Rake the lawn first and this will also encourage the grass stems to stand up straight so they are shortened by the mower. This first cut should be on a high setting so that it just trims back some of the stems.
Then look for moss. In a cold, wet winter, moss gets just the right conditions to encourage strong growth, while grass remains dormant and can soon be swamped.
There are several different causes that encourage the return of moss to a lawn – poor drainage, heavy shade, a compacted surface and under-feeding will all have an effect. So try to tackle these first.
Spiking the surface with a garden fork will help to improve drainage and reduce compaction. The resulting holes can be filled with a 50:50 mixture of sharp sand and a lawn soil, which will encourage new roots and better drainage.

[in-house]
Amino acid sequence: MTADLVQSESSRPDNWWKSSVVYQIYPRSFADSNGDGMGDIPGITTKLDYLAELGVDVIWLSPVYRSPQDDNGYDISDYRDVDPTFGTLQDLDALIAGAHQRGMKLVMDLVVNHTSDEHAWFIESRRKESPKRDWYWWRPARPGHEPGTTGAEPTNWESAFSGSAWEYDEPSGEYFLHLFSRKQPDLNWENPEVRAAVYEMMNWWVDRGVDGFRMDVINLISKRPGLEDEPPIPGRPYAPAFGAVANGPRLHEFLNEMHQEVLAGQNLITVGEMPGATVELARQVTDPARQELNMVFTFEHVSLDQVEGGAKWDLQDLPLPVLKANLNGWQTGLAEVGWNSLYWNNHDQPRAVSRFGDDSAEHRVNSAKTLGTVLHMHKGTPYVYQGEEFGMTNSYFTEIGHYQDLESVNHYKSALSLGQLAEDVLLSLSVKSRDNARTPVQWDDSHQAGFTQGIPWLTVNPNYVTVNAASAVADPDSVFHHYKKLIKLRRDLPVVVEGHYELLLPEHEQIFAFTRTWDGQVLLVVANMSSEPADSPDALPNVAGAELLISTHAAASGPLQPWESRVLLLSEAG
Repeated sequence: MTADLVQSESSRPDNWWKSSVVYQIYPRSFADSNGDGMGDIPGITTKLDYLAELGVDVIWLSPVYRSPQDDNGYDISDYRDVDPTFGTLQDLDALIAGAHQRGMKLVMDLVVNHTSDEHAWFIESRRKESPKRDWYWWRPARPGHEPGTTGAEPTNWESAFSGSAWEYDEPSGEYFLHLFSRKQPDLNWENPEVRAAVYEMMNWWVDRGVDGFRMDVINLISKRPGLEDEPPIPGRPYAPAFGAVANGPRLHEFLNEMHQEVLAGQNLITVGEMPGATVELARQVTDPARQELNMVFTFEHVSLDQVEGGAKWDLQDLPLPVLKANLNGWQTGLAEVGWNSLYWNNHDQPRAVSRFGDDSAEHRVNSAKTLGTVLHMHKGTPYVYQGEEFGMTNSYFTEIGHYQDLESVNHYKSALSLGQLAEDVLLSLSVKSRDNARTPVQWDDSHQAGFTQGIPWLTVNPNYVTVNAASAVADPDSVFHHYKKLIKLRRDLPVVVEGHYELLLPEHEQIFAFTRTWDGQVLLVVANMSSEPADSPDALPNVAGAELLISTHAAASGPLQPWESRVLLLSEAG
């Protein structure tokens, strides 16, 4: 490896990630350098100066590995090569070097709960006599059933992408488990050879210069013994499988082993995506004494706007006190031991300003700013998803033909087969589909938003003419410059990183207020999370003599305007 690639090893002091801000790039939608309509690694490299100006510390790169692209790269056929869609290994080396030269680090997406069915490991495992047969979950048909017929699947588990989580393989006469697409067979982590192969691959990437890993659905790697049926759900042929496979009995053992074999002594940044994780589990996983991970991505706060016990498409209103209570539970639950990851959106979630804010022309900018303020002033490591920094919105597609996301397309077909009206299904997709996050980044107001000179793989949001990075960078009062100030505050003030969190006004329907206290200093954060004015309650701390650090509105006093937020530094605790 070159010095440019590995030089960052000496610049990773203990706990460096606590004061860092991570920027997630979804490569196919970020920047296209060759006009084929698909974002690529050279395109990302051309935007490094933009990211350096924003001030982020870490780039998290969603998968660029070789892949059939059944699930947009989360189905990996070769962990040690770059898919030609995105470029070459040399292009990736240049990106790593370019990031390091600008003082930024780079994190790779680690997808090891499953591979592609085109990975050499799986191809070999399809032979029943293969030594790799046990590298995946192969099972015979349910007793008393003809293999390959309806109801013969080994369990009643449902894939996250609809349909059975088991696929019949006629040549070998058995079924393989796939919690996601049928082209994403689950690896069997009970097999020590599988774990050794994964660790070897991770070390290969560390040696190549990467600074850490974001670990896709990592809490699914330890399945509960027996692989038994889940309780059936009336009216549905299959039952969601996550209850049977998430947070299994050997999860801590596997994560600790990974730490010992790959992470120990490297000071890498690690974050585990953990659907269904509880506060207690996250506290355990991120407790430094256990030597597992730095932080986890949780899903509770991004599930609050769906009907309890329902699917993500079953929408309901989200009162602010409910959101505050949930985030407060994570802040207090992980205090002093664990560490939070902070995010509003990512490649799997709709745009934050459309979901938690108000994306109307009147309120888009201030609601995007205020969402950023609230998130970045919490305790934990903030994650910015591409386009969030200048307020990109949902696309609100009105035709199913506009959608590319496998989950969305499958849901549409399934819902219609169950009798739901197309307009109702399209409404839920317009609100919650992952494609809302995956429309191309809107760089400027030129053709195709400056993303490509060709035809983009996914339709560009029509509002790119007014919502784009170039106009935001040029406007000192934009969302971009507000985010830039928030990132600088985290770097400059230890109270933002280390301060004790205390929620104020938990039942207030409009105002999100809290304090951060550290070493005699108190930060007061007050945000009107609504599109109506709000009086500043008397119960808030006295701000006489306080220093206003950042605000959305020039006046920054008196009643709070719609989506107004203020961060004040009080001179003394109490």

Now it’s time to sort out the starvation problem with a dressing of a combined moss killer and lawn fertiliser.
A week or so after applying, the moss will turn dark brown and can be raked off.